When 19th-century painters such as JMW Turner wanted to grapple with the sublime — which they did with obsessive regularity — they turned to nature’s terrors. Art offered Alpine storms, raging whitecaps, floods and earthquakes, all of which viewers could observe in the comfort of the gallery. Just as horror films stoke fear and also provide solace (that can’t happen to me!), the artistic sublime provoked a frisson of vicarious suffering.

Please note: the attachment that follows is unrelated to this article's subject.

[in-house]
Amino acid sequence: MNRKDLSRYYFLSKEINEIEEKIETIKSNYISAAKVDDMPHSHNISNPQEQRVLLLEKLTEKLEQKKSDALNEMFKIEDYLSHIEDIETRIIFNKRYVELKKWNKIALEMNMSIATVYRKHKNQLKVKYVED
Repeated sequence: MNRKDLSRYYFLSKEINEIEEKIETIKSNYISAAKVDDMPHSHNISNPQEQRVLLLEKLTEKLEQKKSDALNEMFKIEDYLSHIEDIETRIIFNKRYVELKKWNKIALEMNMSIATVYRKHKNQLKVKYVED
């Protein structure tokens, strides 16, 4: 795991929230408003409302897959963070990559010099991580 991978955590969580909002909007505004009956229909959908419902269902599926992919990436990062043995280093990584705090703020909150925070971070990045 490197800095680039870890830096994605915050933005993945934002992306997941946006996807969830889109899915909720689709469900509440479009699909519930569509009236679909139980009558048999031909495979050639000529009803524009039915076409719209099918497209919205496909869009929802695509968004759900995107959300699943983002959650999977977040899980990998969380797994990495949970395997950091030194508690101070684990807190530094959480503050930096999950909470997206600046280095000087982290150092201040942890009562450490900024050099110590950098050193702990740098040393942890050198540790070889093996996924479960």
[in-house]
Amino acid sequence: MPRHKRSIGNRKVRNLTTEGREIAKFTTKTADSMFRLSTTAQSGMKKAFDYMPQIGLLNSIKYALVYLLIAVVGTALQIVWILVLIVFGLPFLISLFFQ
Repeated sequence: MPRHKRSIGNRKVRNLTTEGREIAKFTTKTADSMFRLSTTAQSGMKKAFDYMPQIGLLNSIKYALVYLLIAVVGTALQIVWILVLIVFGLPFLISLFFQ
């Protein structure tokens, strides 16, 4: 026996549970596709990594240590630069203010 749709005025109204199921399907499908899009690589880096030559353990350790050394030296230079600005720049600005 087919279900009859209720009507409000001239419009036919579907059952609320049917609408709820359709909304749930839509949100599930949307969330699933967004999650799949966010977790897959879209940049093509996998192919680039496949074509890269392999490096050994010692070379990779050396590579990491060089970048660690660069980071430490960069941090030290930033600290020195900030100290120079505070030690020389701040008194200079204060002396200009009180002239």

Landscapes After Ruskin: Redefining the Sublime, a distressingly enchanting exhibition at the Grey Art Gallery in New York, updates the notion of fearsome nature. Now it’s human encroachments that threaten water, sky and land, while artists record the conflict with apprehension and dread. The Romantics could still choose to see people as cowering victims of God’s wrath, meted out in acts of impersonal violence. Contemporary artists have no such illusions. They see calamity as the wages of human arrogance.